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Michelle trecks the Great Wall of China

Michelle talks about how she walked the Great Wall of China to raise awareness of Twin to Twin Transfusion Syndrome, in memory of her son  

One of the biggest challenges of my life was being diagnosed with TTTS at 17 weeks into an identical twin pregnancy.  Up to one third of twin & multiple pregnancies involve identical twins with two thirds of these sharing the same placenta.  TTTS is a little known disease which affects 5-25% of identical twin pregnancies sharing the same placenta and is potentially life threatening for the unborn babies.

At 17 weeks into the pregnancy following a routine scan at our local hospital, I was referred to Birmingham Women’s Hospital to see Professor Mark Kilby, who diagnosed TTTS.  Sadly, my husband Cormac and I were informed that I had a very severe case of the disease and had to make swift decisions.  We were given 3 choices; do nothing, which would almost certainly result in losing both babies; terminate the pregnancy, which was not an option we wanted to take; or undergo Laser Surgery whereby blood vessels on the placenta are cauterised to even up the blood flow between the babies.  For us, the choice was easy and we opted for the Laser Surgery in order to give the babies a fighting chance.

I was admitted to hospital that evening and had the surgery at 8am the following morning.  All went well, but following a scan later that evening to check on progress, the smaller twin no longer had a heartbeat.  It was a very difficult situation to deal with as we were devastated at losing 1 twin but happy that the other was ok.  Another scan the following morning revealed that the surviving twin was doing well and also revealed that they were twin boys.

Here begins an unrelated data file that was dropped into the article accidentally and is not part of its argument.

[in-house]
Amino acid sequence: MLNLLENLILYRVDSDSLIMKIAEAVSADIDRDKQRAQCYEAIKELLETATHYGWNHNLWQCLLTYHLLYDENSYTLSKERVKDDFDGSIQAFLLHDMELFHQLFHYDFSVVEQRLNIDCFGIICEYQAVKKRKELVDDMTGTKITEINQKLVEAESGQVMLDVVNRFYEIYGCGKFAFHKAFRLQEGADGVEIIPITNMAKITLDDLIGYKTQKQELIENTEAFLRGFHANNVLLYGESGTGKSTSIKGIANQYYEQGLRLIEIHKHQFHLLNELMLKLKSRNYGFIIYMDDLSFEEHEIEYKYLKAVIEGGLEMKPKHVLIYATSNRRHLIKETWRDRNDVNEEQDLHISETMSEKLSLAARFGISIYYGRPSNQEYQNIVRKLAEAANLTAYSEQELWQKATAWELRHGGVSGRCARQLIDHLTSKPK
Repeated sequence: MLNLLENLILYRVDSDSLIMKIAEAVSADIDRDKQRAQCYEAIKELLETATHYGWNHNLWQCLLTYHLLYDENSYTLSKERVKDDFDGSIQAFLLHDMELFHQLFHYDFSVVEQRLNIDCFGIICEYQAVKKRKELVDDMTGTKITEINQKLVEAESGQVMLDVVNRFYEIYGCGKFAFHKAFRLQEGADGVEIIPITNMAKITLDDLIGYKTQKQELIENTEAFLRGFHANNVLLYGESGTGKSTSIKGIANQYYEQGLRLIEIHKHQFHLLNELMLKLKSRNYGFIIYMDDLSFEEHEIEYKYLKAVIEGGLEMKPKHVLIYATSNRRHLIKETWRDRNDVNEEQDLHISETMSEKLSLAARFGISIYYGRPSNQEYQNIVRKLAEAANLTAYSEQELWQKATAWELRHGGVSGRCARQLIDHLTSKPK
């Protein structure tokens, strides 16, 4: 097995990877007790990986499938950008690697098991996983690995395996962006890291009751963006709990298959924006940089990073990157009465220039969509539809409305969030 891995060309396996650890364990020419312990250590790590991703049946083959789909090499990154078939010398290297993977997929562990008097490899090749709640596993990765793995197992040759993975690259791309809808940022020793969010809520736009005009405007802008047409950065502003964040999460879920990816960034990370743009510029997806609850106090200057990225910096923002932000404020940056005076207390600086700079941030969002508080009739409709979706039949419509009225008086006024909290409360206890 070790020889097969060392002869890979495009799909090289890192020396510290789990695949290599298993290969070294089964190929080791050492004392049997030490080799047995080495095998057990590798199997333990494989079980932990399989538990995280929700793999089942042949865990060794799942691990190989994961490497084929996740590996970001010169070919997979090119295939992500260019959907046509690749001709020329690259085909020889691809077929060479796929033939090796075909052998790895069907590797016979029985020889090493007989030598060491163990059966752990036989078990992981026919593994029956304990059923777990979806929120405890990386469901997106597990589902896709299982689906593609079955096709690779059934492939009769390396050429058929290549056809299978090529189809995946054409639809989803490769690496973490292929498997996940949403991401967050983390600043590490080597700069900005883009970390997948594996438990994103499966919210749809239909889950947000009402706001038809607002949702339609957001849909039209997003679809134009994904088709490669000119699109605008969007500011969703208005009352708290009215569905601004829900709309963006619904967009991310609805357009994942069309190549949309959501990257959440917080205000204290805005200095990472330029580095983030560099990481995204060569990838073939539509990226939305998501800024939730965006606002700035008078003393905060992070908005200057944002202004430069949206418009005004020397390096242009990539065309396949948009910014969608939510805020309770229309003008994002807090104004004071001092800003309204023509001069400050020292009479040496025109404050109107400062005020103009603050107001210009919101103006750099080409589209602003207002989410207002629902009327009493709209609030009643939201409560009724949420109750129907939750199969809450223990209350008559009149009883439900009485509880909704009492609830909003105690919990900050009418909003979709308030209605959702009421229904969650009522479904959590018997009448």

From then on I was given weekly scans to check on the progress of the surviving twin and when I started to leak amniotic fluid at 26 weeks, a possible side effect of the surgery, I was admitted to Birmingham Women’s Hospital where I was told I would stay until I gave birth.  The aim was to reach at least 28 weeks when survival rate is almost 100% and I made it to 30 weeks before I was given an emergency c-section and Aidan Peter was born weighing 2lb 14oz!  His brother Christian was subsequently cremated.

It’s taken me a while to come to terms with everything that has happened over the past few years.  We lost a son but also gained a son, so it was a bitter sweet pill to swallow.  On top of which, we had a little girl, Catherine, who was 2 at the time, and she needed attention too, but dealt with mummy being in hospital and then mummy and daddy visiting another hospital on a daily basis incredibly well.

*Main page image: "The Great wall - by Hao Wei" by Hao Wei from China - Flickr. Licenced under Creative Commons Attribution 2.0 via Wikimedia Commons. 


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